"It is our contention that the current economic crisis confronting the City is the new 'norm' and not merely an aberration in the history of the City to ride out until times are better," the report's authors wrote. "The erosion of the City's tax base, loss of its population, and increase in blight and dwelling abandonment has been occurring over several decades. Without extraordinary interventions, it likely will continue into the future."

Within days of the report's release in May, the state appointed Judge Michael Talbot as "special judicial administrator" to get things under control at the 36th District. Less than a month later, the city filed for bankruptcy. The court and its users are feeling the impact. More than 100 staff members have been laid off. Kenneth King was removed from his post as chief judge, although he will still sit on the bench there. The union representing the remaining court staff rejected a one-year contract offer from Talbot, which would have cut pay and reduced benefits. The labor conflict may come to a head soon, with a deadline to resolve the contract set for July 31.

The budget shortfalls at the court and its city are not likely to improve the quality of legal representation at the 36th District any time soon. But it's not just in Detroit that public lawyers are drowning in a sea of defendants, pressured to compromise years of clients lives in order to stay afloat. As in all budgetary matters, there are two sides to the equation. If the problem is an imbalance between the supply of lawyers and the demand for their services, one approach is to increase the number of attorneys. Another, of course, is to reduce the number of criminals.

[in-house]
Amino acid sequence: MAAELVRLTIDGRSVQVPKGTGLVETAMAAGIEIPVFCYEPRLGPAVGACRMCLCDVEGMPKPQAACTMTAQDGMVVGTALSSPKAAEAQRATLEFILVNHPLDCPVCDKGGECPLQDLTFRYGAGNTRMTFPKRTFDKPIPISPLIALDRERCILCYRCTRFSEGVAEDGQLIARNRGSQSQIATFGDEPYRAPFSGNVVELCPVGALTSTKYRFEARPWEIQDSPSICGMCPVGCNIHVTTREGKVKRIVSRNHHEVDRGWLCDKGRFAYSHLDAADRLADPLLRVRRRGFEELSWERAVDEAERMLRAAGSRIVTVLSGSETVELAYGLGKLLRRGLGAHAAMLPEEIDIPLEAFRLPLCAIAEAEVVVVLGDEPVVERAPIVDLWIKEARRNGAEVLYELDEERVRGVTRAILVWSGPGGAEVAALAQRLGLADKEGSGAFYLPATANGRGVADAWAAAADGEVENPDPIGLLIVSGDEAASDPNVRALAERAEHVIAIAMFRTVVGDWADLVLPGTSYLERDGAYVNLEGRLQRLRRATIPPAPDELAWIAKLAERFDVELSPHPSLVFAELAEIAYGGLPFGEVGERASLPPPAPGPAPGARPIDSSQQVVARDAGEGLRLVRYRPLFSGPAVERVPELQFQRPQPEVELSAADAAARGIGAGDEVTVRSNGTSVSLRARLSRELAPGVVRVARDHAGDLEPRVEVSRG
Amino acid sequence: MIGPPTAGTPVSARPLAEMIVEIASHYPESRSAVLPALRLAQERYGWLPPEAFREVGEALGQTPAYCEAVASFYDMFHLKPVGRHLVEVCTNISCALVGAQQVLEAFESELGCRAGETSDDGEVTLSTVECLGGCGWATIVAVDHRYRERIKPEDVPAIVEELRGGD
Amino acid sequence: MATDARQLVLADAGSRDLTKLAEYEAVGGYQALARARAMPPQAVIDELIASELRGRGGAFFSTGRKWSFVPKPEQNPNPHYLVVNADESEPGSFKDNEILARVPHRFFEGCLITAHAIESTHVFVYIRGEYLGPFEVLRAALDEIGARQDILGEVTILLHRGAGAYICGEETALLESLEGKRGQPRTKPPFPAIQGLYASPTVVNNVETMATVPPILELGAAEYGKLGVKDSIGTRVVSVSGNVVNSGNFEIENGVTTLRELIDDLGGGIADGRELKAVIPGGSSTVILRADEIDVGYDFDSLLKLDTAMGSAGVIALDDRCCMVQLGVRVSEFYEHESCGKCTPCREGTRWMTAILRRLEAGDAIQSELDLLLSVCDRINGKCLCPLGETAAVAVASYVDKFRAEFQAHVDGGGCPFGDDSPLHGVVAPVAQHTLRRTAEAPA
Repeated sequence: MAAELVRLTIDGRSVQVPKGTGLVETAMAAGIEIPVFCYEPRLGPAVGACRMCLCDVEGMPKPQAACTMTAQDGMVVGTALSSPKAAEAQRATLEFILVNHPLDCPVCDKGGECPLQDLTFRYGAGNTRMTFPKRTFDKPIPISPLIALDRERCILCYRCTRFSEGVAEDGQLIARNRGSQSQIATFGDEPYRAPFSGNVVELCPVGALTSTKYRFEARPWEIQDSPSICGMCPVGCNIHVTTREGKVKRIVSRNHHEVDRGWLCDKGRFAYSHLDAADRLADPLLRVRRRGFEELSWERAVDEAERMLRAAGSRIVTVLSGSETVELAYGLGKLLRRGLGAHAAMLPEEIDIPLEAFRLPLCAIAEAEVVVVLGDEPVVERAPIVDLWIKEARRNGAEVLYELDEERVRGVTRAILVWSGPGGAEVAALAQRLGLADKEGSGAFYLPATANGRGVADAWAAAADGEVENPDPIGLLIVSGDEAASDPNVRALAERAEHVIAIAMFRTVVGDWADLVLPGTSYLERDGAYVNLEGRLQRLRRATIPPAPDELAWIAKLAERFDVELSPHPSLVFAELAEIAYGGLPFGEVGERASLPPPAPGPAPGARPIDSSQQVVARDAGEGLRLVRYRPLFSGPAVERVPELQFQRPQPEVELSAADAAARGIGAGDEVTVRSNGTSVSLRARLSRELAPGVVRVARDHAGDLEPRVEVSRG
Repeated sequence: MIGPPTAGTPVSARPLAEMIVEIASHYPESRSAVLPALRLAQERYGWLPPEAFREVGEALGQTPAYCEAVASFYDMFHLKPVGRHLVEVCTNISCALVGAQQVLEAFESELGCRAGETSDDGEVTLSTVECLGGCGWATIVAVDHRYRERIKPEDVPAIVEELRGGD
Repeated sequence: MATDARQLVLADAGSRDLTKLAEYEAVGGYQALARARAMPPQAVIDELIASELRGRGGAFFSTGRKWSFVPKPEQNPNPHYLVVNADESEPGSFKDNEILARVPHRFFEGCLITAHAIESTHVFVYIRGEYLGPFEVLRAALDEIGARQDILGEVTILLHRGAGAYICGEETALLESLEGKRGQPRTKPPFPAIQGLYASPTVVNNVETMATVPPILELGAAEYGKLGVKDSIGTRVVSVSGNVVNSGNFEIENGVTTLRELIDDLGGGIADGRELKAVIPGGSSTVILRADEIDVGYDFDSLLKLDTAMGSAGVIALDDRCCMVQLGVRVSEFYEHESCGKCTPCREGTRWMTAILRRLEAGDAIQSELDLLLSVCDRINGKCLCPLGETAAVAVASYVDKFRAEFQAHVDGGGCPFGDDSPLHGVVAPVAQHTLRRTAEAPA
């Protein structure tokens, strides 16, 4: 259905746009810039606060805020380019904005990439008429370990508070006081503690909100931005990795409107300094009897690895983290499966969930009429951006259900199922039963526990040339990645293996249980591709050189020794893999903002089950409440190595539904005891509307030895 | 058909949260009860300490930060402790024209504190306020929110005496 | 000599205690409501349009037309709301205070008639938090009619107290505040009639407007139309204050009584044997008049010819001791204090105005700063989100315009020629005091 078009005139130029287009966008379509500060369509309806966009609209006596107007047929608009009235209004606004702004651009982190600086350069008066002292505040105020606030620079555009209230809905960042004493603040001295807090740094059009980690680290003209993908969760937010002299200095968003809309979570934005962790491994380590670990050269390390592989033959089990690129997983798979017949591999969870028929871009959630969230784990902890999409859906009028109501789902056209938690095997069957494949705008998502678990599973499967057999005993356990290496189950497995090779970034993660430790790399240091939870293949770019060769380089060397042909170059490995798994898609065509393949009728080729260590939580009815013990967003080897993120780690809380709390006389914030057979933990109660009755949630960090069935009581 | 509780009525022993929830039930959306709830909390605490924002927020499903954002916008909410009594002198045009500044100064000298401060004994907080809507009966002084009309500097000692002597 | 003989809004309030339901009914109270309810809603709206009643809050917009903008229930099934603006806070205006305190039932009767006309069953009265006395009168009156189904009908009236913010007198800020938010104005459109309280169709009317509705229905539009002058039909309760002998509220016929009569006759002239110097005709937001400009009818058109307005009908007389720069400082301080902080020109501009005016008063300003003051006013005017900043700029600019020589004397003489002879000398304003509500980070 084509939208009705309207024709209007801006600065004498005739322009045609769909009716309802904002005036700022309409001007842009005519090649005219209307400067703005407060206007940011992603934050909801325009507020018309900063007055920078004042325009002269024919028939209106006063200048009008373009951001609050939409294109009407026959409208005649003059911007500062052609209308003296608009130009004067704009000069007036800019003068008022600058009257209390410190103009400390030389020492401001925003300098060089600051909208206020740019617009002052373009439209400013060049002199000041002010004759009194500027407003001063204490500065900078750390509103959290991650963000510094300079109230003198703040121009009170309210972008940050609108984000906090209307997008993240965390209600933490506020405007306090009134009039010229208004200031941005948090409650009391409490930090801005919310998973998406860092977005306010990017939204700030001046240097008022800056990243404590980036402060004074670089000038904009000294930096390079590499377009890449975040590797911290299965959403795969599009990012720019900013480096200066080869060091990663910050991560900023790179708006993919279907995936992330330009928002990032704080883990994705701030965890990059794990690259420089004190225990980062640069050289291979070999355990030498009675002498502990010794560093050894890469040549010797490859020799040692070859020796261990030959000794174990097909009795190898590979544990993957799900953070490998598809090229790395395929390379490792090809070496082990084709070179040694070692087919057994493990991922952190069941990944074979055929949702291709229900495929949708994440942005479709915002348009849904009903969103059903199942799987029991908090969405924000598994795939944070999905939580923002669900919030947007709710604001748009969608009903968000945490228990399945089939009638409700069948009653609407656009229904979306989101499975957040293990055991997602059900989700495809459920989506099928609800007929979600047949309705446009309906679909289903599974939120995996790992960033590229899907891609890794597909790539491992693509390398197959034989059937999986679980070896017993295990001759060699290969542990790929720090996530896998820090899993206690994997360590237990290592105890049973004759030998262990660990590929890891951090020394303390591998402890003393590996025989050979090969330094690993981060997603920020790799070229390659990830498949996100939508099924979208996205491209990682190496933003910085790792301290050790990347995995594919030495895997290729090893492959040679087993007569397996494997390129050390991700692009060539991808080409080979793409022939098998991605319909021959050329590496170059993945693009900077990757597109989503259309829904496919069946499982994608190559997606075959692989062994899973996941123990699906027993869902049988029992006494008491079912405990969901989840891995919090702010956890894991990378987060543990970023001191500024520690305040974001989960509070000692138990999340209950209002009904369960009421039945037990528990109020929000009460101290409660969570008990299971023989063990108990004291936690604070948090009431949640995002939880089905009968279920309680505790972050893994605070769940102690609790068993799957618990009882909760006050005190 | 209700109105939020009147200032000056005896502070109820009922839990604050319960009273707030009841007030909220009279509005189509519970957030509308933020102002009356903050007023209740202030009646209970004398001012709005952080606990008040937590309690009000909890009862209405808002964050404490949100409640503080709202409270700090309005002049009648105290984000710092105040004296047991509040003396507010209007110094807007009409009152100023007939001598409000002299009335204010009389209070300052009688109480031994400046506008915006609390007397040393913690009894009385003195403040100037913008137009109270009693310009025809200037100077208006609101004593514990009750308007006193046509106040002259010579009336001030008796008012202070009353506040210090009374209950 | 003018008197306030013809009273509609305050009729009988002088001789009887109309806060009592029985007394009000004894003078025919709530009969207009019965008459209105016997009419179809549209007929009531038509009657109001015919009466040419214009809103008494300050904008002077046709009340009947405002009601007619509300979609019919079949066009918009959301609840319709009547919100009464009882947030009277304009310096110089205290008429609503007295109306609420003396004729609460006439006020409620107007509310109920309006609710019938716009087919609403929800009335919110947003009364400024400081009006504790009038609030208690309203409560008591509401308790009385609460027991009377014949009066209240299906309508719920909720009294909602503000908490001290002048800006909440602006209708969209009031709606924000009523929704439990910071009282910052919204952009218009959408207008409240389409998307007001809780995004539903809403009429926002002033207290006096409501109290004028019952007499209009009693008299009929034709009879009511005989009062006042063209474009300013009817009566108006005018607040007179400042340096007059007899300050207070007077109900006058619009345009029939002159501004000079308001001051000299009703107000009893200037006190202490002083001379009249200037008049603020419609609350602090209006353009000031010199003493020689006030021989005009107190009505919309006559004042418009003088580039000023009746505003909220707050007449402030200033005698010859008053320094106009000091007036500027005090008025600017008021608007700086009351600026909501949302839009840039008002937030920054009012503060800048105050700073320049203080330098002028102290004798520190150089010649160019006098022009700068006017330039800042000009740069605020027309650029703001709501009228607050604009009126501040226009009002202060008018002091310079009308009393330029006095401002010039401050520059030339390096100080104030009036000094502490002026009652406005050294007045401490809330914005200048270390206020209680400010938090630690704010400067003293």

"I think that has to be part of the answer," said David Carroll, executive director of the Sixth Amendment Center, a group that advocates for the right to effective counsel. "We can never spend our way out of this problem."

While more money would help the defense system, fewer criminals would, too. Reducing the number of criminals requires not a shift in behavior, but a shift in how people think about crime, punishment and redemption. That reassessment may now be under way, in Michigan and across the country. There is growing recognition that the current system of impossible caseloads, over-criminalized rule books and overflowing prisons is incredibly expensive, unsustainable — and avoidable.

America will not have to become a nation of angels. Legislatures and advocates are exploring how to shift some acts from criminal offenses to ticket-able ones. Organizers are teaming up with public defenders, bringing people power where money is short. And lawyers are trying to address the issues that led people into the justice system in the first place. None of that is without cost, but with states spending more than $50 billion a year on corrections, it may be an investment worth making.



Read more about the holistic defense movement, community organizing strategies and the bipartisan push for decriminalization at the Investigative Reporting Workshop